Story URL: http://news.medill.northwestern.edu/chicago/news.aspx?id=119369
Story Retrieval Date: 5/18/2013 3:08:45 AM CST
The Pending Home Sales Index, which measures the number of sales contracts signed each month, fell to a seasonally adjusted 80.4 in January, its lowest level since tracking began in 2001, when the index value was set at 100, and down 6.4 percent from a year ago. The decline was worse than the 85.1 reading that economists had expected, according to Thomson Reuters.
In December, pending home sales had risen 6.3 percent to a downwardly revised 87.1, according to the trade group.
In the Midwest, the index declined 9.2 percent to 72.6 and is 13.8 percent below its January 2008 level.
A sale is listed as pending when the contract has been signed but the transaction has not closed. The sale is usually finalized one to two months after signing.
“Even with many serious potential home buyers on the sidelines waiting for passage of the stimulus bill, job losses and weak consumer confidence were a natural drag on home sales,” said Lawrence Yun, NAR chief economist.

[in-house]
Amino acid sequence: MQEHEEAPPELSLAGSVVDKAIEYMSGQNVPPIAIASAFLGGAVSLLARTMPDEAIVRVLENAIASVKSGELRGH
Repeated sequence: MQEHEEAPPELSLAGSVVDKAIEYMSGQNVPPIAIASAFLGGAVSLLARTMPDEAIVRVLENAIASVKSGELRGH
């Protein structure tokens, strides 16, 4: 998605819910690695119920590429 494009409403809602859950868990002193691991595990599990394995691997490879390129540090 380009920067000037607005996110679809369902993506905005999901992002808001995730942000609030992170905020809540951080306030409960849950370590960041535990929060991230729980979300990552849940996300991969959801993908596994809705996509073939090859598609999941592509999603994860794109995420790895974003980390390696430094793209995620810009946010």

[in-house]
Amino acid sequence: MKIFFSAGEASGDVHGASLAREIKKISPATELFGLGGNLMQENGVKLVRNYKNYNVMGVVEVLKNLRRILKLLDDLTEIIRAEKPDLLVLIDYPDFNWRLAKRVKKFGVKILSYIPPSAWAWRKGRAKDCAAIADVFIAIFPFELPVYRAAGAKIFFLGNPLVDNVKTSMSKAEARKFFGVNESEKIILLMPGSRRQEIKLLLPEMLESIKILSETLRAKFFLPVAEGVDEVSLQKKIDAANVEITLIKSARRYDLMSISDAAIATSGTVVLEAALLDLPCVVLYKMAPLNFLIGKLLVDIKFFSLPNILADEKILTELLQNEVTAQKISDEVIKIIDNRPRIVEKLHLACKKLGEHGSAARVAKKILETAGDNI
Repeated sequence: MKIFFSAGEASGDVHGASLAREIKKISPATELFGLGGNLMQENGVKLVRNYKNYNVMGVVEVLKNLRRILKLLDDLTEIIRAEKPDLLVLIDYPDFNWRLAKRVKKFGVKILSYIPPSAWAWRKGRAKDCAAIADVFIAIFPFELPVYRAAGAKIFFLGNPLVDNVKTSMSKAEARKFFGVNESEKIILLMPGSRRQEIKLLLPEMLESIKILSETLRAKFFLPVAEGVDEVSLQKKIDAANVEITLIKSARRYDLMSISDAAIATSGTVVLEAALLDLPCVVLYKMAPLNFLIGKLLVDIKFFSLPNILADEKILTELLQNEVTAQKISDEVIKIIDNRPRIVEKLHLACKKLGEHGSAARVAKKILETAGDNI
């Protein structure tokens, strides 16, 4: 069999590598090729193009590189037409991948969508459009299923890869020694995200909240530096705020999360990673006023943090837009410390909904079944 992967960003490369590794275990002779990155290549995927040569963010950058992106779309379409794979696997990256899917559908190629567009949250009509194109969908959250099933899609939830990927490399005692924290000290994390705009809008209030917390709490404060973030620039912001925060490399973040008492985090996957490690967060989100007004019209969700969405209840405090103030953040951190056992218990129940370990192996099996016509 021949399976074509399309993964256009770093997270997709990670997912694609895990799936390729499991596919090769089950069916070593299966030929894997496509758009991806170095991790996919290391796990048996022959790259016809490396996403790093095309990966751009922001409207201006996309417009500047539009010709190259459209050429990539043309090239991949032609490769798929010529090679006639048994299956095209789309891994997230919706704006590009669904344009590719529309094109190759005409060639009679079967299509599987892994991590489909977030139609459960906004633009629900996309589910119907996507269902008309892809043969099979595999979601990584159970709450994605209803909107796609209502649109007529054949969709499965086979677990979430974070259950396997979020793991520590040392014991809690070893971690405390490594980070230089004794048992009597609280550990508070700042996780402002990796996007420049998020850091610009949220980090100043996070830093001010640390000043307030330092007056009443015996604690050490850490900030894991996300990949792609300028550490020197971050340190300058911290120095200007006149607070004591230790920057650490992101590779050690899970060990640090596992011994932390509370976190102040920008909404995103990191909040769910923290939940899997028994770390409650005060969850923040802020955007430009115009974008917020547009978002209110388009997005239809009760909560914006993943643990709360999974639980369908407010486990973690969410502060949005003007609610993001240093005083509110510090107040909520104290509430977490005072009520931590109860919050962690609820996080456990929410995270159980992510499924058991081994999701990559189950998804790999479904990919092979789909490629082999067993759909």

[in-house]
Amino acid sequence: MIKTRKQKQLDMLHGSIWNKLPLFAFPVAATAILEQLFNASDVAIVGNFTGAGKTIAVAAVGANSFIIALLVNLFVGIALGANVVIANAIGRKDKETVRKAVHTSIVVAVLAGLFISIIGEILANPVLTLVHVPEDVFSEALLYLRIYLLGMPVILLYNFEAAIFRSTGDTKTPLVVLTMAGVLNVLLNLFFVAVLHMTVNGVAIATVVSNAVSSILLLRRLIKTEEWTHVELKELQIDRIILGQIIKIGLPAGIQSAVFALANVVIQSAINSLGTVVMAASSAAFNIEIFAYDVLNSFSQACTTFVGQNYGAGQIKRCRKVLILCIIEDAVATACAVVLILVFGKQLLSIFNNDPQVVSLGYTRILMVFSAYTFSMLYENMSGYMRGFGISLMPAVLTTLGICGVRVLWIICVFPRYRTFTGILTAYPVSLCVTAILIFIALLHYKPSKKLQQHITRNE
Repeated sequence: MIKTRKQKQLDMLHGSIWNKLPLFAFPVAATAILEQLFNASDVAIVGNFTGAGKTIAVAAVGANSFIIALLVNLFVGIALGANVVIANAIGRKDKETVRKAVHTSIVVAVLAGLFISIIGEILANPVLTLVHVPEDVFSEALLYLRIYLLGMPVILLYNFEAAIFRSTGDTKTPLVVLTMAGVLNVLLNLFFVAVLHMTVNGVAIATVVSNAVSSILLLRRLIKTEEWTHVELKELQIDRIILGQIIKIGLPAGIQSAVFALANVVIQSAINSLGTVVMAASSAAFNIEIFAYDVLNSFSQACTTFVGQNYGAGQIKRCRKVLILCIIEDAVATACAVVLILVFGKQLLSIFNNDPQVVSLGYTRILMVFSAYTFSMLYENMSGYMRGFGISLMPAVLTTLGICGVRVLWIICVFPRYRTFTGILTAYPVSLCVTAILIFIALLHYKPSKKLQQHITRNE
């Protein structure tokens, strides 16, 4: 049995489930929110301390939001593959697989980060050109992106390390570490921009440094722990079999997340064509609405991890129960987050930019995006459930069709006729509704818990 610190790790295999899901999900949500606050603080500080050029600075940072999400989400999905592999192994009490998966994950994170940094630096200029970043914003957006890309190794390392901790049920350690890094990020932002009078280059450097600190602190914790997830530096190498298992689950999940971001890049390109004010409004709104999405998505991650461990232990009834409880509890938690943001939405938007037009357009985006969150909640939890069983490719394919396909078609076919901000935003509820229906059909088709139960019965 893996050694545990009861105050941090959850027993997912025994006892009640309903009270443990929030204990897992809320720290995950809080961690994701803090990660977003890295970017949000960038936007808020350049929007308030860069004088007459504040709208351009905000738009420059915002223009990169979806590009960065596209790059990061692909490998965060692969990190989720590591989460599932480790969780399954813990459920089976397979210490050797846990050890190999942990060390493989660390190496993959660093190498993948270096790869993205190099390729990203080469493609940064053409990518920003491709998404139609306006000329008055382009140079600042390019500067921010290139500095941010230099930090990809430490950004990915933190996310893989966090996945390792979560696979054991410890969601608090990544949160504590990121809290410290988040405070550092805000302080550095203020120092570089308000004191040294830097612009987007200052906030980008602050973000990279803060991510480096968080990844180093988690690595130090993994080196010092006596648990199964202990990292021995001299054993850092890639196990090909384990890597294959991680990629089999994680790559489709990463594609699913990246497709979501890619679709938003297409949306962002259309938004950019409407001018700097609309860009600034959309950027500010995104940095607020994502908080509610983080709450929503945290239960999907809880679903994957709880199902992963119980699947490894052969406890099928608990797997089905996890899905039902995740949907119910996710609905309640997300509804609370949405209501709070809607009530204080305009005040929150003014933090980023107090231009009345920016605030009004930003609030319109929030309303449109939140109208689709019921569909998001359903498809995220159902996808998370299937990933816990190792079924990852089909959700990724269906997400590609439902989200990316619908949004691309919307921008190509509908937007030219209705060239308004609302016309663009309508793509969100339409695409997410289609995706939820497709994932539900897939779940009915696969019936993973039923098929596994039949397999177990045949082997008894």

"We expect similarly soft home sales in the near term, but buyers are expected to respond to much-improved affordability conditions and from the $8,000 first-time buyer tax credit," Yun added.
In the Chicago metropolitan statistical area, which includes Cook, DeKalb, DuPage, Kane, Kendall, Lake, McHenry and Will counties, the Zillow.com Home Value Index – the median value of all homes in the area – fell 10.2 percent in 2008 to $225,018. Nationally, the Home Value Index fell 11.6 percent to $192,119.
“We are also seeing more distress in the suburbs than in the Loop,” said Katie Curnutte, public relations manager at Zillow. “The northwest suburbs bore much of the brunt of the downturn.”
Several neighborhoods actually saw an increase in home values in 2008, Curnutte said, including the Loop, Douglas and North Lawndale in Chicago.
"It really does all come back to the job market," said real estate analyst Mike Weiss with Weiss Research Inc., in a research note. "The latest evidence suggests we're seeing little relief on that front. Jobless claims are rising sharply and layoff announcements are coming fast and furious."